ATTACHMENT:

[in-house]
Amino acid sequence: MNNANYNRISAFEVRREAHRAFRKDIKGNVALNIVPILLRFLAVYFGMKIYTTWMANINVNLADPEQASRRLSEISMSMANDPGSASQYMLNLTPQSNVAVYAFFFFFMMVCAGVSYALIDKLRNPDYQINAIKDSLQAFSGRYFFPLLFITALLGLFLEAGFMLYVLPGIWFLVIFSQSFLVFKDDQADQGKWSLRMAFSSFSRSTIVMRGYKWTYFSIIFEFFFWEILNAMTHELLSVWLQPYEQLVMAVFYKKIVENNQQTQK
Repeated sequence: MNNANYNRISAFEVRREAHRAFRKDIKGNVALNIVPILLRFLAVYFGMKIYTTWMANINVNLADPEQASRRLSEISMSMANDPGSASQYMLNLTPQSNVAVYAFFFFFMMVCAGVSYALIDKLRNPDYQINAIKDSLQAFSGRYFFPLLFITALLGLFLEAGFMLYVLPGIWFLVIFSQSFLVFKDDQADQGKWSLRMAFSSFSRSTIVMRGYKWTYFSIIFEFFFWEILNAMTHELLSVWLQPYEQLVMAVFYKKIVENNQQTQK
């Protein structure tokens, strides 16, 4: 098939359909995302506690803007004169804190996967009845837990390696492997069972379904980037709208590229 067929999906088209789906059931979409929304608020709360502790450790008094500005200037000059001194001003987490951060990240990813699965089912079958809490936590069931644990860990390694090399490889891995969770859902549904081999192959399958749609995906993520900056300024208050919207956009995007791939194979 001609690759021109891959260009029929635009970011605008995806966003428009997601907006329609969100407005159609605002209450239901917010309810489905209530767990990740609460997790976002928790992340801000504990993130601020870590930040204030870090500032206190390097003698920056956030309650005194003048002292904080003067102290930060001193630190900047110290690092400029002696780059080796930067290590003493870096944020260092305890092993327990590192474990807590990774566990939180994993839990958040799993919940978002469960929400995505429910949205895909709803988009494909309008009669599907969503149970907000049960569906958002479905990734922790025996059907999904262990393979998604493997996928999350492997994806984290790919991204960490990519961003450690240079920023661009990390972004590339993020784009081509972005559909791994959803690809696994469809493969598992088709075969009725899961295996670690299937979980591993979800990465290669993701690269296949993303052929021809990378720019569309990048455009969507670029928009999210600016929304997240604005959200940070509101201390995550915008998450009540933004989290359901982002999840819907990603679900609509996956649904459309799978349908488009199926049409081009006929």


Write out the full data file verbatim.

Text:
[in-house]
Amino acid sequence: MNNANYNRISAFEVRREAHRAFRKDIKGNVALNIVPILLRFLAVYFGMKIYTTWMANINVNLADPEQASRRLSEISMSMANDPGSASQYMLNLTPQSNVAVYAFFFFFMMVCAGVSYALIDKLRNPDYQINAIKDSLQAFSGRYFFPLLFITALLGLFLEAGFMLYVLPGIWFLVIFSQSFLVFKDDQADQGKWSLRMAFSSFSRSTIVMRGYKWTYFSIIFEFFFWEILNAMTHELLSVWLQPYEQLVMAVFYKKIVENNQQTQK
Repeated sequence: MNNANYNRISAFEVRREAHRAFRKDIKGNVALNIVPILLRFLAVYFGMKIYTTWMANINVNLADPEQASRRLSEISMSMANDPGSASQYMLNLTPQSNVAVYAFFFFFMMVCAGVSYALIDKLRNPDYQINAIKDSLQAFSGRYFFPLLFITALLGLFLEAGFMLYVLPGIWFLVIFSQSFLVFKDDQADQGKWSLRMAFSSFSRSTIVMRGYKWTYFSIIFEFFFWEILNAMTHELLSVWLQPYEQLVMAVFYKKIVENNQQTQK
């Protein structure tokens, strides 16, 4: 098939359909995302506690803007004169804190996967009845837990390696492997069972379904980037709208590229 067929999906088209789906059931979409929304608020709360502790450790008094500005200037000059001194001003987490951060990240990813699965089912079958809490936590069931644990860990390694090399490889891995969770859902549904081999192959399958749609995906993520900056300024208050919207956009995007791939194979 001609690759021109891959260009029929635009970011605008995806966003428009997601907006329609969100407005159609605002209450239901917010309810489905209530767990990740609460997790976002928790992340801000504990993130601020870590930040204030870090500032206190390097003698920056956030309650005194003048002292904080003067102290930060001193630190900047110290690092400029002696780059080796930067290590003493870096944020260092305890092993327990590192474990807590990774566990939180994993839990958040799993919940978002469960929400995505429910949205895909709803988009494909309008009669599907969503149970907000049960569906958002479905990734922790025996059907999904262990393979998604493997996928999350492997994806984290790919991204960490990519961003450690240079920023661009990390972004590339993020784009081509972005559909791994959803690809696994469809493969598992088709075969009725899961295996670690299937979980591993979800990465290669993701690269296949993303052929021809990378720019569309990048455009969507670029928009999210600016929304997240604005959200940070509101201390995550915008998450009540933004989290359901982002999840819907990603679900609509996956649904459309799978349908488009199926049409081009006929």